Busan gets a classical soundtrack

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Busan gets a classical soundtrack


One of the concerts at last year’s Busan Music Festival.Provided by the organizer

Korea’s southern port city of Busan is known for many things, from its beautiful sea vistas and fresh seafood to its growing film festival. But for the last four years, a young, ambitious event has been seeking a spot on that list: the Busan Music Festival.

Now in its fifth year, the event has strived to rekindle classical music lovers’ interest in chamber music.

The organizers say this year they have “prepared a tempting feast of delicious” musical stylings.

The program includes a solo recital by Vietnamese piano sensation Dang Thai Son, who was the first Asian to ever take the first prize in Warsaw’s International Chopin Piano Competition, and a concert dedicated to Felix Mendelssohn to mark the 200th anniversary of the German composer.


Artistic director Paik Hae-sun

Other notable names on the list are violinist James Buswell, cellist Chung Myung-wha, and pianists Jerome Lowenthal and Tak Young-a.

Here is an excerpt from an e-mail interview with artistic director and pianist Paik Hae-sun.

Q. You have participated in the Busan Music Festival every year. Why do you have such a special affection for this event?

A. I believe Busan has excellent hardware - its scenic beauty, world-class hotels and concert halls, delicious food and convenient transportation. It has all the qualities to become the perfect venue for musical events, but hasn’t really utilized them until just recently.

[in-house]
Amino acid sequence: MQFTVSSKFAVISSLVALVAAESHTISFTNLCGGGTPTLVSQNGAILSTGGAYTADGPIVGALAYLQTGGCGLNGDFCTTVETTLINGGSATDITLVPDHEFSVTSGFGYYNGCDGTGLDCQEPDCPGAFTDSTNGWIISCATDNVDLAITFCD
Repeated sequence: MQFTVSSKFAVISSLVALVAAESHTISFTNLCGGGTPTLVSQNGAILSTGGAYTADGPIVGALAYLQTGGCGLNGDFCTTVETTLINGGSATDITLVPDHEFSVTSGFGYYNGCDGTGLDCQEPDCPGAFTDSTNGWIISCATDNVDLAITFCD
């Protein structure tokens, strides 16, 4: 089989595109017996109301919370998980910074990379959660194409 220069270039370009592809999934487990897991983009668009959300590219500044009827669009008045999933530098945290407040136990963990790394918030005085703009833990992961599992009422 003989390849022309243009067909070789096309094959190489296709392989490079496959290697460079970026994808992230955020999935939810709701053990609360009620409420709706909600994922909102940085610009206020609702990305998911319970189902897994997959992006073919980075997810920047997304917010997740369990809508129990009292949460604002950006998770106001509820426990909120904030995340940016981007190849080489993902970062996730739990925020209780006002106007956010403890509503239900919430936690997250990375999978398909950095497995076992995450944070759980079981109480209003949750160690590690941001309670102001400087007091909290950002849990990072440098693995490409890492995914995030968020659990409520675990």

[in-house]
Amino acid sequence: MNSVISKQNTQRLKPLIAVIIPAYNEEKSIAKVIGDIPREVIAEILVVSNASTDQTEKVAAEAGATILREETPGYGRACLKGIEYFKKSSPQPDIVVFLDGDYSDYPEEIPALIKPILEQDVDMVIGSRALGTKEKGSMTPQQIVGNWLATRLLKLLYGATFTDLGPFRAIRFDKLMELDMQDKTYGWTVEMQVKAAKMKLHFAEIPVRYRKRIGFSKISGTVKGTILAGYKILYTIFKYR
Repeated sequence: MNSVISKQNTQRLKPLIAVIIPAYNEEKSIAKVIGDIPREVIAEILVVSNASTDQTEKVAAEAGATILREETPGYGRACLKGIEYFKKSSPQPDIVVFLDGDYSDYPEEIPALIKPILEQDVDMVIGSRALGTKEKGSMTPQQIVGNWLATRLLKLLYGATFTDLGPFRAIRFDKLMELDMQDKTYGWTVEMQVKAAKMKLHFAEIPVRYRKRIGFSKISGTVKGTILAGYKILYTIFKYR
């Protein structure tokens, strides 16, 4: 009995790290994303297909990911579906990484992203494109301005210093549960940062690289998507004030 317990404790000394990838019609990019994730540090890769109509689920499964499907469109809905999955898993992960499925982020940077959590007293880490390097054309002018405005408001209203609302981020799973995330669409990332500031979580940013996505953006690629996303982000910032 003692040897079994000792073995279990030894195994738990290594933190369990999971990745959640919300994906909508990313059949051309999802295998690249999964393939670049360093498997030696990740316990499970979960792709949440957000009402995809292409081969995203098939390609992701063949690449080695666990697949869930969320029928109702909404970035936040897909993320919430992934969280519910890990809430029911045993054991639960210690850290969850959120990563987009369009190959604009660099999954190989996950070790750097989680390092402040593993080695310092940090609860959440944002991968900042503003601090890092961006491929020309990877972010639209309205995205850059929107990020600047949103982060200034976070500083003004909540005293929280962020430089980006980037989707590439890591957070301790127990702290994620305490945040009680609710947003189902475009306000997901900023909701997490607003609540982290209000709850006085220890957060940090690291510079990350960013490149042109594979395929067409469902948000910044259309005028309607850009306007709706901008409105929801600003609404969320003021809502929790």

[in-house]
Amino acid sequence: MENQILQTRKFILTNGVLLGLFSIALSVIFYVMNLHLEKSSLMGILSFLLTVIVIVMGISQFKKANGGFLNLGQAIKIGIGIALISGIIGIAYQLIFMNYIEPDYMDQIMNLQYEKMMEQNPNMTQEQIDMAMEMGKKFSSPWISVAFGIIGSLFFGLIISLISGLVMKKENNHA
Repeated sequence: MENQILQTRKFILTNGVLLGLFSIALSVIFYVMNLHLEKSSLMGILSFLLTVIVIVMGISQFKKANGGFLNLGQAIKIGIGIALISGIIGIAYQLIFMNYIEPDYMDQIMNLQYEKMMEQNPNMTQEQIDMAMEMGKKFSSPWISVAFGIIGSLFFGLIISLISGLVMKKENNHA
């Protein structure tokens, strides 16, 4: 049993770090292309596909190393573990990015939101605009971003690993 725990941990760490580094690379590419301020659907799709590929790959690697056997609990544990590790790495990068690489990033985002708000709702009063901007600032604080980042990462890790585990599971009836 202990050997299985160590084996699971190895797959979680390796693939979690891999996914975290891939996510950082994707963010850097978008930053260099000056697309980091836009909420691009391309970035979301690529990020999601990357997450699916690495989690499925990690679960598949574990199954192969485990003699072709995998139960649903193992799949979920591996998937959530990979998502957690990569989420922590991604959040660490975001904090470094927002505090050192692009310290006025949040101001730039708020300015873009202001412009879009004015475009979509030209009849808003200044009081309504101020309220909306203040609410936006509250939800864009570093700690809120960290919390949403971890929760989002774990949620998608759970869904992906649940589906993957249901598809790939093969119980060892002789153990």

I realized that when I participated in the Ibach Chamber Music Festival, held in the city in 1996 and ’97. That’s what prompted me to participate in organizing and promoting this festival. I think Busan is so versatile that it is, in fact, the source of my inspiration. When you encounter the winter sea in Busan, it’s pretty overwhelming.

What do you think differentiates the Busan Music Festival from other music festivals?

For starters, Busan Music Festival has programs specifically for musicians and music students from the city. When we first launched this festival, we wanted to make it a true chamber music festival. Today, it’s grown not only to encompass that, but also includes performances by the Busan Philharmonic Orchestra and other local musicians. Also, the festival brings in international maestros from around the world, making it a perfect chance for music students who want to go abroad to further their studies.

You will also be playing Beethoven’s complete sonatas for piano and cello with cellist Laurence Lesser.

We will be playing the entire collection, the five sonatas. Through them, we can get a glimpse of how Beethoven’s musical philosophy has changed over the years. Lesser is also a great teacher. We will share with the audience our take on the pieces, how we felt when we first heard them and what we think of when we play. We hope the concert will be intimate and interactive.

What are your tips for enjoying the festival?

It’s important to do some research before appreciating classical music. Unlike pop or crossover music, you need some knowledge to really enjoy it. So I recommend that people listen to the albums beforehand - learn about the composer, who he or she is and to whom the song is dedicated. If they do that, they’ll never feel bored, and are sure to be deeply moved by the music.

By Kim Hyung-eun Staff Reporter [hkim@joongang.co.kr]

The fifth Busan Music Festival will be held from Feb. 12 to 22 at various venues in the city of Busan. For details, check out the festival’s official Web site at www.busanmusicfestival.com.
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